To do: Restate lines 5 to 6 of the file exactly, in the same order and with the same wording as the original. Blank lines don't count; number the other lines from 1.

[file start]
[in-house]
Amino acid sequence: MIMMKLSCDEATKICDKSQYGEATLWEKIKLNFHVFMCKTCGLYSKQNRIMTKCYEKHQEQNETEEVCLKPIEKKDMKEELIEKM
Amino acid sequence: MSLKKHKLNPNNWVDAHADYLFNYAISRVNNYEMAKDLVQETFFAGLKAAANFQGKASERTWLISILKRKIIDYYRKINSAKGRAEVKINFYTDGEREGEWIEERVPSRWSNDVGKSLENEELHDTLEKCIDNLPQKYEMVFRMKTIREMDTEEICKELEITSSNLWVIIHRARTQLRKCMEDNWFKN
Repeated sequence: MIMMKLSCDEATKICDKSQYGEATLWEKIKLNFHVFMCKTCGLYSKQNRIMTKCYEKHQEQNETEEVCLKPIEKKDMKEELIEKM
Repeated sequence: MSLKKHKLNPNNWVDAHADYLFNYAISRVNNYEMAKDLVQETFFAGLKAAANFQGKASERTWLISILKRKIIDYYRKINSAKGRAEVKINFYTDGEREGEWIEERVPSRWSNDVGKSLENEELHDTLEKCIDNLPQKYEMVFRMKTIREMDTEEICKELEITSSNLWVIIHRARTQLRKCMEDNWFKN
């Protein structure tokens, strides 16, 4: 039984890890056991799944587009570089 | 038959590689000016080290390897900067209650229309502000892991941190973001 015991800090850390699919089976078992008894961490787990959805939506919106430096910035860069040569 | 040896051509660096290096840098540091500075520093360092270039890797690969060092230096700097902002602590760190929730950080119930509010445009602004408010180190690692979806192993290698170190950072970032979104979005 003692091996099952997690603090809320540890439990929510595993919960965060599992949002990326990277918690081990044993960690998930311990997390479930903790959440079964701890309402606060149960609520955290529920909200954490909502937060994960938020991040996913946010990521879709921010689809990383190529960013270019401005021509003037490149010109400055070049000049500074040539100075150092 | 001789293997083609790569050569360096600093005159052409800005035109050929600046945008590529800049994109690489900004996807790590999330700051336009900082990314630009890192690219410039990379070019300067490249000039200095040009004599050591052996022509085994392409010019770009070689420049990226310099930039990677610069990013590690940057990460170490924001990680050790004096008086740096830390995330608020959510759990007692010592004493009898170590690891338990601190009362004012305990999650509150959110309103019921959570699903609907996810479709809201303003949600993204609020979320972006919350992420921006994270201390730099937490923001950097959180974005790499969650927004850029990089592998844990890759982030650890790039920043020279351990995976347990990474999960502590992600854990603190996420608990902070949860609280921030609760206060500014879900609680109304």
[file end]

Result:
Repeated sequence: MSLKKHKLNPNNWVDAHADYLFNYAISRVNNYEMAKDLVQETFFAGLKAAANFQGKASERTWLISILKRKIIDYYRKINSAKGRAEVKINFYTDGEREGEWIEERVPSRWSNDVGKSLENEELHDTLEKCIDNLPQKYEMVFRMKTIREMDTEEICKELEITSSNLWVIIHRARTQLRKCMEDNWFKN
């Protein structure tokens, strides 16, 4: 039984890890056991799944587009570089 | 038959590689000016080290390897900067209650229309502000892991941190973001 015991800090850390699919089976078992008894961490787990959805939506919106430096910035860069040569 | 040896051509660096290096840098540091500075520093360092270039890797690969060092230096700097902002602590760190929730950080119930509010445009602004408010180190690692979806192993290698170190950072970032979104979005 003692091996099952997690603090809320540890439990929510595993919960965060599992949002990326990277918690081990044993960690998930311990997390479930903790959440079964701890309402606060149960609520955290529920909200954490909502937060994960938020991040996913946010990521879709921010689809990383190529960013270019401005021509003037490149010109400055070049000049500074040539100075150092 | 001789293997083609790569050569360096600093005159052409800005035109050929600046945008590529800049994109690489900004996807790590999330700051336009900082990314630009890192690219410039990379070019300067490249000039200095040009004599050591052996022509085994392409010019770009070689420049990226310099930039990677610069990013590690940057990460170490924001990680050790004096008086740096830390995330608020959510759990007692010592004493009898170590690891338990601190009362004012305990999650509150959110309103019921959570699903609907996810479709809201303003949600993204609020979320972006919350992420921006994270201390730099937490923001950097959180974005790499969650927004850029990089592998844990890759982030650890790039920043020279351990995976347990990474999960502590992600854990603190996420608990902070949860609280921030609760206060500014879900609680109304």